South Africa boasts more than 1,700 miles of coastline on the Atlantic and Indian oceans. Despite this, the country does not have a single South African flagged ship in its registry. SA Maritime Safety Authority (SAMSA) CEO Tsietsi Mokhele told Parliament’s transport portfolio committee that the country relies on foreign flagged vessels and operators to move cargo along its coastline and import and export cargo from its ports. In 2011 98 percent of all imports and exports, an estimated 264 million tons of freight, were moved by foreign flagged vessels and foreign operators at a cost of R45 billion ($5.7 billion USD) a year.
Mokhele also presented the fact that the BRIC countries have well developed merchant fleets: Brazil with 172 merchant vessels, Russia with 1,891 vessels, India has 534 vessels, and China is operating 2,044 merchant ships. He also told the committee that most of what left South Africa’s port last year were sent out of the country as “free on board,” meaning the point of sale for the product was the port from which it is exported – benefiting the nations nominating the export. Currently South Africa’s only role in the export of products is delivery to the port.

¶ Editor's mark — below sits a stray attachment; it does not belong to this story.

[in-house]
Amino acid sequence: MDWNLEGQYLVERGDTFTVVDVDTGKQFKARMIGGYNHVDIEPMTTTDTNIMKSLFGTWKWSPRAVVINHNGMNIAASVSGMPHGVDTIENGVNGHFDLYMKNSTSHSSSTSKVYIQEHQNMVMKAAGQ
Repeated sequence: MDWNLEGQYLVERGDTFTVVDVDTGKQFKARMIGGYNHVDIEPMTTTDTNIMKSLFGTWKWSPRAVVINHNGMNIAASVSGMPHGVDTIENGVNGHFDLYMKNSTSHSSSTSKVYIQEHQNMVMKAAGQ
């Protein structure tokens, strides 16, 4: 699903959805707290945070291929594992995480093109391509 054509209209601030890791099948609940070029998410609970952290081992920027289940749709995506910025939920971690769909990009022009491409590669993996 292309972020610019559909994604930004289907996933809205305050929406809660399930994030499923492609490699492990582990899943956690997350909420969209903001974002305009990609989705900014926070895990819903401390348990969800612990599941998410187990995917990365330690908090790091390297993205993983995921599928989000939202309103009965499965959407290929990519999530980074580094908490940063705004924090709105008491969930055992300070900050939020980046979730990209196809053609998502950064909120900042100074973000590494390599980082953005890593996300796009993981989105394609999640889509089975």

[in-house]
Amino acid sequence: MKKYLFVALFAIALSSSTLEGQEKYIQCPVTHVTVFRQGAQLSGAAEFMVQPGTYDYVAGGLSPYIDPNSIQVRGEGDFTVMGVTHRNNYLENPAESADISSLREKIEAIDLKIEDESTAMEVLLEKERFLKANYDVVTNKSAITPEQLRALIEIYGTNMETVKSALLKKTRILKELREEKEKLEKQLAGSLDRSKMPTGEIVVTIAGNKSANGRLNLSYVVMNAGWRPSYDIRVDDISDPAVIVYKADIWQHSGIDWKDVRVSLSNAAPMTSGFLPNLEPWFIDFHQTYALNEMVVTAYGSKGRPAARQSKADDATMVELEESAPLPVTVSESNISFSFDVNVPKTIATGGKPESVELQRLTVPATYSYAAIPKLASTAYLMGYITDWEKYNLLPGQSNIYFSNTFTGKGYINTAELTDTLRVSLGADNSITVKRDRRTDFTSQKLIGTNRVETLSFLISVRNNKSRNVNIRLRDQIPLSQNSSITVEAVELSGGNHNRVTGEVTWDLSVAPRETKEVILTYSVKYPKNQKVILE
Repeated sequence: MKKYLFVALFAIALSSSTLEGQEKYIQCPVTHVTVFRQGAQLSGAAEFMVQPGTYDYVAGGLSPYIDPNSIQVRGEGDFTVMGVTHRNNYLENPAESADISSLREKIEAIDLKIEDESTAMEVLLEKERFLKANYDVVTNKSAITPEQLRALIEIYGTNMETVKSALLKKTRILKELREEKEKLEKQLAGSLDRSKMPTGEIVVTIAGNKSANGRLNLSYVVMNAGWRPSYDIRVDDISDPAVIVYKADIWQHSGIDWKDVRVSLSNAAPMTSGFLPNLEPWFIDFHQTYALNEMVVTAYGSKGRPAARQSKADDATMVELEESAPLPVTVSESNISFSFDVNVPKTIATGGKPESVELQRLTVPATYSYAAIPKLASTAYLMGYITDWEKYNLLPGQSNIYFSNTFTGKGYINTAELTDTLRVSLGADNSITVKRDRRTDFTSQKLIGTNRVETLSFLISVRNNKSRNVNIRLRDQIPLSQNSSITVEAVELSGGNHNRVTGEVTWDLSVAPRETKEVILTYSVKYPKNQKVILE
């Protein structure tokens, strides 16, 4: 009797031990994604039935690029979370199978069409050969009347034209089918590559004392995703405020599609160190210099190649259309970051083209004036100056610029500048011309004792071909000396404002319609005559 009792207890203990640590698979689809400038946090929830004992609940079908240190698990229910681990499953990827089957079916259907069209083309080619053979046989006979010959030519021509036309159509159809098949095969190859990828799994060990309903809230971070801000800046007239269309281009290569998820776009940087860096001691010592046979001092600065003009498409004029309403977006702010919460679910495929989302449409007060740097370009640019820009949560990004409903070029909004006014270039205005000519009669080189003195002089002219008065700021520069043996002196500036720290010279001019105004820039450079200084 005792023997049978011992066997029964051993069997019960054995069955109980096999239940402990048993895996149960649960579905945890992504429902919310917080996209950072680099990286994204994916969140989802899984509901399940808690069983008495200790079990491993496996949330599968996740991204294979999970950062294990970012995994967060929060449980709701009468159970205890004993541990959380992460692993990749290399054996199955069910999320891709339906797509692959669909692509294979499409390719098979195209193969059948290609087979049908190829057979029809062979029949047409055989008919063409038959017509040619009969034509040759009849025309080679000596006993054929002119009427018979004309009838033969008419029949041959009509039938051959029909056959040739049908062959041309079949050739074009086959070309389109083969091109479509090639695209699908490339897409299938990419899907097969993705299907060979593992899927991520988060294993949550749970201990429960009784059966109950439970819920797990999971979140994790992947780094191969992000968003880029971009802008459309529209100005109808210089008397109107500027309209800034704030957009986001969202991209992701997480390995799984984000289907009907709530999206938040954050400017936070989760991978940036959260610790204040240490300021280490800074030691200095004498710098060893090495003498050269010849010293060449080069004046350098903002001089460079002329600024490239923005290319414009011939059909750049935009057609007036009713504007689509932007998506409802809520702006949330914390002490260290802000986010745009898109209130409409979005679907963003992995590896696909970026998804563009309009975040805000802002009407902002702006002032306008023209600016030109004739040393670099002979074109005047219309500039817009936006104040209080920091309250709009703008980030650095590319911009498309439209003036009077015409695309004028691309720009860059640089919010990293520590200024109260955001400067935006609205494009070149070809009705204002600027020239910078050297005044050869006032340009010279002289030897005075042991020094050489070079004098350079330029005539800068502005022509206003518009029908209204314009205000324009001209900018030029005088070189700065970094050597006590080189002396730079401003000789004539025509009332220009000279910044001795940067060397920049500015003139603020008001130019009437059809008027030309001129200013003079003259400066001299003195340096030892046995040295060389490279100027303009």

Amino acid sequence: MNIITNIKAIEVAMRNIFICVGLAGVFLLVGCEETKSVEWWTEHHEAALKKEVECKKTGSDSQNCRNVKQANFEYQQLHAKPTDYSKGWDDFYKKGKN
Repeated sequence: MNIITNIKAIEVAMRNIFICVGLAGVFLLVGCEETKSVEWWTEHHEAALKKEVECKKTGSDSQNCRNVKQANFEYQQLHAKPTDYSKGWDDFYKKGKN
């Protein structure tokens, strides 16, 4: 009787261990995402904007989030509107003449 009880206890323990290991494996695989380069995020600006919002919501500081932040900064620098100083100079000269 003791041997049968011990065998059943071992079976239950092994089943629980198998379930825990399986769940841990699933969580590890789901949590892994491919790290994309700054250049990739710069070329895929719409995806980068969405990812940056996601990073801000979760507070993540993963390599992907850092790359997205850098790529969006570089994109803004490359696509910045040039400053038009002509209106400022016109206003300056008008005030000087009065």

South African cargo makes up 3.5 percent of the global seaborne cargo. Interest in the South African maritime industry is great and the committee was urged to look at financing to support this important sector of the country’s economy and develop a coastal and blue water fleet.